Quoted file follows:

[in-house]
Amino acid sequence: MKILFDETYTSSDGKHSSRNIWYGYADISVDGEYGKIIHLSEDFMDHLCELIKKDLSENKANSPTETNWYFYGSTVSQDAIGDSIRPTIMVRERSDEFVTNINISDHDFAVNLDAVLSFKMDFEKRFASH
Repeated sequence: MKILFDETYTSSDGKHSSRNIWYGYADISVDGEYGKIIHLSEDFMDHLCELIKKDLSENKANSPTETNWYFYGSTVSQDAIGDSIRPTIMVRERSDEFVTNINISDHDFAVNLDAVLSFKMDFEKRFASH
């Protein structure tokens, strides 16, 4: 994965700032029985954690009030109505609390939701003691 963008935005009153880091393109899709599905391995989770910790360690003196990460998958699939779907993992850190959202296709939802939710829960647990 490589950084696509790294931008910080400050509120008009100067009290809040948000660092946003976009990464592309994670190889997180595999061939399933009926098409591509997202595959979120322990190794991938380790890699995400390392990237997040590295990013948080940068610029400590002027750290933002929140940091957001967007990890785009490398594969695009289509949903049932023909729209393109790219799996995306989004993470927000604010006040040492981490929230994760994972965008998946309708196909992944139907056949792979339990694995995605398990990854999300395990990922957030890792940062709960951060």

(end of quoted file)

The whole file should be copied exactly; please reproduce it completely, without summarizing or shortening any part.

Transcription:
[in-house]
Amino acid sequence: MKILFDETYTSSDGKHSSRNIWYGYADISVDGEYGKIIHLSEDFMDHLCELIKKDLSENKANSPTETNWYFYGSTVSQDAIGDSIRPTIMVRERSDEFVTNINISDHDFAVNLDAVLSFKMDFEKRFASH
Repeated sequence: MKILFDETYTSSDGKHSSRNIWYGYADISVDGEYGKIIHLSEDFMDHLCELIKKDLSENKANSPTETNWYFYGSTVSQDAIGDSIRPTIMVRERSDEFVTNINISDHDFAVNLDAVLSFKMDFEKRFASH
């Protein structure tokens, strides 16, 4: 994965700032029985954690009030109505609390939701003691 963008935005009153880091393109899709599905391995989770910790360690003196990460998958699939779907993992850190959202296709939802939710829960647990 490589950084696509790294931008910080400050509120008009100067009290809040948000660092946003976009990464592309994670190889997180595999061939399933009926098409591509997202595959979120322990190794991938380790890699995400390392990237997040590295990013948080940068610029400590002027750290933002929140940091957001967007990890785009490398594969695009289509949903049932023909729209393109790219799996995306989004993470927000604010006040040492981490929230994760994972965008998946309708196909992944139907056949792979339990694995995605398990990854999300395990990922957030890792940062709960951060």